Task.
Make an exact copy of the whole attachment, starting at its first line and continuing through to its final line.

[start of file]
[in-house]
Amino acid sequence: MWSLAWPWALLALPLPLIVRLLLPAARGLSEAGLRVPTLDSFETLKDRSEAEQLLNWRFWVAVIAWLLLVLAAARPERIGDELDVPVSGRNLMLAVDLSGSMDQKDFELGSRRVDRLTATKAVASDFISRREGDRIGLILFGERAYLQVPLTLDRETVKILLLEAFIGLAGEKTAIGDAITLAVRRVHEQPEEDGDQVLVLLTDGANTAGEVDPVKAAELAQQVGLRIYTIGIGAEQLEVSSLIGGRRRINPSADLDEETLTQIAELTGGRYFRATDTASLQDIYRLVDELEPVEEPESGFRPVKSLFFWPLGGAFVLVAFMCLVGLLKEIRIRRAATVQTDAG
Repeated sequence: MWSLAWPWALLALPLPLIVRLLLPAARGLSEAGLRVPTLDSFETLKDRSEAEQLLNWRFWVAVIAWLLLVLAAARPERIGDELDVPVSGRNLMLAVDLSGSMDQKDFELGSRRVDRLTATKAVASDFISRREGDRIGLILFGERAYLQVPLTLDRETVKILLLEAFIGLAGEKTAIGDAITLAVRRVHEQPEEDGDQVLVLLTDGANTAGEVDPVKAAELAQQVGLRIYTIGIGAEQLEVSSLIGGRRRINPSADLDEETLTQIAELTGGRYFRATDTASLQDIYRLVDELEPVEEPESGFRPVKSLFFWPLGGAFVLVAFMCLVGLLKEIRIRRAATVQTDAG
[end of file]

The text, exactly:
[in-house]
Amino acid sequence: MWSLAWPWALLALPLPLIVRLLLPAARGLSEAGLRVPTLDSFETLKDRSEAEQLLNWRFWVAVIAWLLLVLAAARPERIGDELDVPVSGRNLMLAVDLSGSMDQKDFELGSRRVDRLTATKAVASDFISRREGDRIGLILFGERAYLQVPLTLDRETVKILLLEAFIGLAGEKTAIGDAITLAVRRVHEQPEEDGDQVLVLLTDGANTAGEVDPVKAAELAQQVGLRIYTIGIGAEQLEVSSLIGGRRRINPSADLDEETLTQIAELTGGRYFRATDTASLQDIYRLVDELEPVEEPESGFRPVKSLFFWPLGGAFVLVAFMCLVGLLKEIRIRRAATVQTDAG
Repeated sequence: MWSLAWPWALLALPLPLIVRLLLPAARGLSEAGLRVPTLDSFETLKDRSEAEQLLNWRFWVAVIAWLLLVLAAARPERIGDELDVPVSGRNLMLAVDLSGSMDQKDFELGSRRVDRLTATKAVASDFISRREGDRIGLILFGERAYLQVPLTLDRETVKILLLEAFIGLAGEKTAIGDAITLAVRRVHEQPEEDGDQVLVLLTDGANTAGEVDPVKAAELAQQVGLRIYTIGIGAEQLEVSSLIGGRRRINPSADLDEETLTQIAELTGGRYFRATDTASLQDIYRLVDELEPVEEPESGFRPVKSLFFWPLGGAFVLVAFMCLVGLLKEIRIRRAATVQTDAG